Monday, 23 July 2007
China vs Crisis?
I've been chatting with some interesting people in China recently. And there is definitely a case to be made that we need to set the record straight on where China sits on green issues.
There is a view in the West that Chinese economic development - for instance the fact that it (may have) overtaken the US in total carbon emissions - outstrips any efforts we could make. On the other hand the Chinese government quite rightly counters with 'what do you expect?' - if the world moves most of its manufacturing base to one region, what do you think would happen to its emissions?
The view I am hearing from China is that first of all public and government concerns are running high; they are in the frontline of climate change (eg desertification) and also suffer unbearable levels of pollution. Secondly that they have the political will (lacking $60Tr in oil vested interests) to leap frog dirty technology. And that they see the potential in clean tech (for instance mass produced affordable solar panelling) being for China what electronics was Japan.
Here's just a few of the many stories that have made it through to the West which support this view:
- Dongtan "the world's first sustainable city": arup link
- Lenovo, the greenest electronics manufacturer in the world: Greenpeace link
- "China's booming recycling industry is helping to slow the destruction of forests worldwide, providing a strong market for wastepaper that mostly comes from the United States and Europe, according to a study released Friday. Brian Stafford, the lead author of the report and an industry consultant, said China is by far the world's biggest consumer of wastepaper and that in the last four years alone, it has prevented 71.6 million tons of wastepaper from heading to landfills in the U.S., Japan, and Europe." Business Week 13/7/07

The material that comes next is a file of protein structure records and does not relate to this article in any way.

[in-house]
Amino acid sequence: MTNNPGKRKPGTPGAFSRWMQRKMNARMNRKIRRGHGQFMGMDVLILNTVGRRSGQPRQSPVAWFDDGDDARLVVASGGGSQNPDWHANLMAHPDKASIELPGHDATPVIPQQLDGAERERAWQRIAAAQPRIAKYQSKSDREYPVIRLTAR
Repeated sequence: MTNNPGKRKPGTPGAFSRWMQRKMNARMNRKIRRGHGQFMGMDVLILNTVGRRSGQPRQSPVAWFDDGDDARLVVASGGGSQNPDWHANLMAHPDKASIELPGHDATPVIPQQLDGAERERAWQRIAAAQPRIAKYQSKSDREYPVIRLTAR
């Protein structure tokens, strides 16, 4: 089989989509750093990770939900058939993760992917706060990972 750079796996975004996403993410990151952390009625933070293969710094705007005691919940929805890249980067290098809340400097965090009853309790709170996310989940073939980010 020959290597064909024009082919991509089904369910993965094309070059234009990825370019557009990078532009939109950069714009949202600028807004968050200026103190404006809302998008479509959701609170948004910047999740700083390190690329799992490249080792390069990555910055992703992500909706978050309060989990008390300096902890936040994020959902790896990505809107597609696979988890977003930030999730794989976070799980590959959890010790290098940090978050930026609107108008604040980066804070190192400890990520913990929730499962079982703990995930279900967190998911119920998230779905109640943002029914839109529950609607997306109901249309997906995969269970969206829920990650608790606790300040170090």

- Investment in Renewables. China has said it intends to spend an estimated US$200 billion on renewable energy over the next 15 years, partly to build hydropower, wind- and solar-powered plants to fuel its growth. treehugger link
- Massive tree planting programmes link
- Investment in innovation eg solar powered desalination: via hugg and alt fuel cars and wired
It's far from all good, of course, but there is little recognition here for what is being done and being planned - maybe we need a 'villain' to carry our collective guilt?
Given China's trajectory I'd imagine what happens there will, it's true, largely determine the outcome of the current climate crisis. If my inklings are at all correct there is a chance that the history of averting the crisis could be written in Cantonese :J